Today with non stop connectivity and diminishing privacy there is a different reference point for a new generation. A world of online social circles with friends and acquaintances in the hundreds, images, videos, wall updates, tweets, online hangouts all available 24/7 to potential huge audience not only our perceived friends/acquaintances but search engines, companies, governments, and a digital footprint not in our control.

The perception and understanding of privacy and non stop connectivity has changed. For many of today’s online users, there is no point of reference or experience of not having a digital footprint, not being connected 24/7 or understanding privacy in the context of the pre-internet world. A social media openness is the norm of privacy today for a whole set of children and young adults.

This shift can be uncomfortable for some, but is here. This has happened in the background of our awareness to certain degree.  My generations concept of privacy, balance and connectivity is framed with a memory and life experiences without these. Today children and young adults are framing their understanding and experiences based on a new social bargain where connectivity is a non negotiable ingredient to socialization both professional and personal. Connectivity is a must: cell phones to keep Mom and Dad in touch with your whereabouts, educations demands for mobile technology as a mandatory learning platform, commerce, entertainment, goverment and information delivered only online.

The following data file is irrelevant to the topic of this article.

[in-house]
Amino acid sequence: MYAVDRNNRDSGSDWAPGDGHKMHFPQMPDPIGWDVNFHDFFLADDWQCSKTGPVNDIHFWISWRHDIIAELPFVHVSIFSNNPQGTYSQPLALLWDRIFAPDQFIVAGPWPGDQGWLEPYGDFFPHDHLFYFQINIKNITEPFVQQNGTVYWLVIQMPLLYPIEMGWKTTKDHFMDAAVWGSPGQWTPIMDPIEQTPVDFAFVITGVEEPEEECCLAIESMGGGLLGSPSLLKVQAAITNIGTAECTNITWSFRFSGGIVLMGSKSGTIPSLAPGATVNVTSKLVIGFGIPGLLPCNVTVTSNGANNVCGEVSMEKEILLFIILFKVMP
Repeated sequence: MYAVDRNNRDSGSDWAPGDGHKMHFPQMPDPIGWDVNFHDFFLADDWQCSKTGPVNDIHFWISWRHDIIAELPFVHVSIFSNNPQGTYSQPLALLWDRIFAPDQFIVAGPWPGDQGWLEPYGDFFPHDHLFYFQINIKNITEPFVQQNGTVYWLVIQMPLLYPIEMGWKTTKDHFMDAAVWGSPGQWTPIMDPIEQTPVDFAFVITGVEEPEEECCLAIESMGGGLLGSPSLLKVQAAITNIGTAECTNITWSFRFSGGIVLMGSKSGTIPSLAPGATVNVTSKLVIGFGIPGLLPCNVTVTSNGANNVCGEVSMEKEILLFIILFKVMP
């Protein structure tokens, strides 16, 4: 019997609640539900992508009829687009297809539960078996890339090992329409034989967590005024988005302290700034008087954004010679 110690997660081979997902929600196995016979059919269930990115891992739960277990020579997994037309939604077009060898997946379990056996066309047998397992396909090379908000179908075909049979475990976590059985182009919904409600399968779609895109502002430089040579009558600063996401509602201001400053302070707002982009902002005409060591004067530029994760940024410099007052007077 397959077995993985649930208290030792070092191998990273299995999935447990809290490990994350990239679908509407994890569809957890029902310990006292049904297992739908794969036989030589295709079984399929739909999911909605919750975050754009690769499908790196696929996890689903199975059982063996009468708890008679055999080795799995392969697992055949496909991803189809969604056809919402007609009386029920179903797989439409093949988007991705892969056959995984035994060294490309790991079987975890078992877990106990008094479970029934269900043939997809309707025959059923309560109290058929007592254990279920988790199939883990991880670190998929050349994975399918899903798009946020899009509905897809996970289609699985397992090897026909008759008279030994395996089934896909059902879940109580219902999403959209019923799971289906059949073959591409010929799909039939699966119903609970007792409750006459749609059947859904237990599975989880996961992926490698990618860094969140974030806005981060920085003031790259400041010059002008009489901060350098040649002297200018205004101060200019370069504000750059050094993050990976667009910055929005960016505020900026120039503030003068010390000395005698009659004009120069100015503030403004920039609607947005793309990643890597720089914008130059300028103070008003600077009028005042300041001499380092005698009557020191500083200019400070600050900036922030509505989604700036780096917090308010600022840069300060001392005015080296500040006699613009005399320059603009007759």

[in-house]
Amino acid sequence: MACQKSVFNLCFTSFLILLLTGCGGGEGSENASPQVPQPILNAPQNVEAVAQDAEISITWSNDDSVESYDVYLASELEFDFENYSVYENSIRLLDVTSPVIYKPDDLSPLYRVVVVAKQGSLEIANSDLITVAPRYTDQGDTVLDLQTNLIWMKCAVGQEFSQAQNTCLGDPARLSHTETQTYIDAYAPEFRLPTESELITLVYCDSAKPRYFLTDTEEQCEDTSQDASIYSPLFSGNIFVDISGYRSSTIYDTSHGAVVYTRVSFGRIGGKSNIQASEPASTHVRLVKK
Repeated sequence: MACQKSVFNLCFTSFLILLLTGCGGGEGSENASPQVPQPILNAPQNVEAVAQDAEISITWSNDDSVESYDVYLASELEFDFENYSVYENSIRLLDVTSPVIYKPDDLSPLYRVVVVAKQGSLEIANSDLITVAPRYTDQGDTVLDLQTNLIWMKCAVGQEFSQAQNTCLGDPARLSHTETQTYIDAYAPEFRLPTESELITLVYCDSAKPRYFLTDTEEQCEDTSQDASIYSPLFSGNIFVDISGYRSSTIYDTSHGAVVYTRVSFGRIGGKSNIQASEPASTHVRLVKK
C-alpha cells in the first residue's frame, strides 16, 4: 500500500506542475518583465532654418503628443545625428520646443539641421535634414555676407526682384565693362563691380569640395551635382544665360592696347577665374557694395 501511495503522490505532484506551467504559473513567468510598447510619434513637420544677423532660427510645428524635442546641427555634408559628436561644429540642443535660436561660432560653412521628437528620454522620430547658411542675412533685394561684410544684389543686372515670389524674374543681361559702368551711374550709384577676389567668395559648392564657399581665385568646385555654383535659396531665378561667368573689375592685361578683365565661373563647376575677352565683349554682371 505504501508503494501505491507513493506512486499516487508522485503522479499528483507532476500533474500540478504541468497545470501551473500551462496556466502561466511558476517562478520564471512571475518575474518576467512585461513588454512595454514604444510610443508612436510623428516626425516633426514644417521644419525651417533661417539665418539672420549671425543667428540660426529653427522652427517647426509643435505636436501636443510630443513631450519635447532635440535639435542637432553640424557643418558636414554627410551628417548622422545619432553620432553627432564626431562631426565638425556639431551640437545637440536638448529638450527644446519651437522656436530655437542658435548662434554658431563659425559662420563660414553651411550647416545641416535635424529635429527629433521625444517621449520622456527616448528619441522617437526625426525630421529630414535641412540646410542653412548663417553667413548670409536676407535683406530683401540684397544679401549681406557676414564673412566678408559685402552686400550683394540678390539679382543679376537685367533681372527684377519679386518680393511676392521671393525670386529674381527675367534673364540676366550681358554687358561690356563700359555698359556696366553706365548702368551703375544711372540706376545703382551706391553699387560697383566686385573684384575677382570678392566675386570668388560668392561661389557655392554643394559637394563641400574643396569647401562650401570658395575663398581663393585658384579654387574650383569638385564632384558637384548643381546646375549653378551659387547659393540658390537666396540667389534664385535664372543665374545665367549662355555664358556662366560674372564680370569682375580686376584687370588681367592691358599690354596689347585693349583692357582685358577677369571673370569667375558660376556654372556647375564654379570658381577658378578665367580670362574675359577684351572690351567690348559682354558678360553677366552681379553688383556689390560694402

As with any changes in life you gain things and you loose things  Privacy and connectivity have changed and will continue to evolve in ways which will be be viewed by some as a paradigm shift, others the norm and for others a necessary evolution of our digital life.

Today the off switch is no more available! Even while we sleep or disconnect for a moment, emails, images, wall postings, and our digital footprints are active, being viewed, shared, forwarded, cataloged, and leaving a permanent digital trail. As individuals and a society we will need to carve and find the spaces to disconnect on our own. This ability to disconnect, find balance, and space for nothing will need to become a learned skill and behavior. For many of our students, with no point of reference to a unconnected world, their is no previous learning or points of reference to build upon.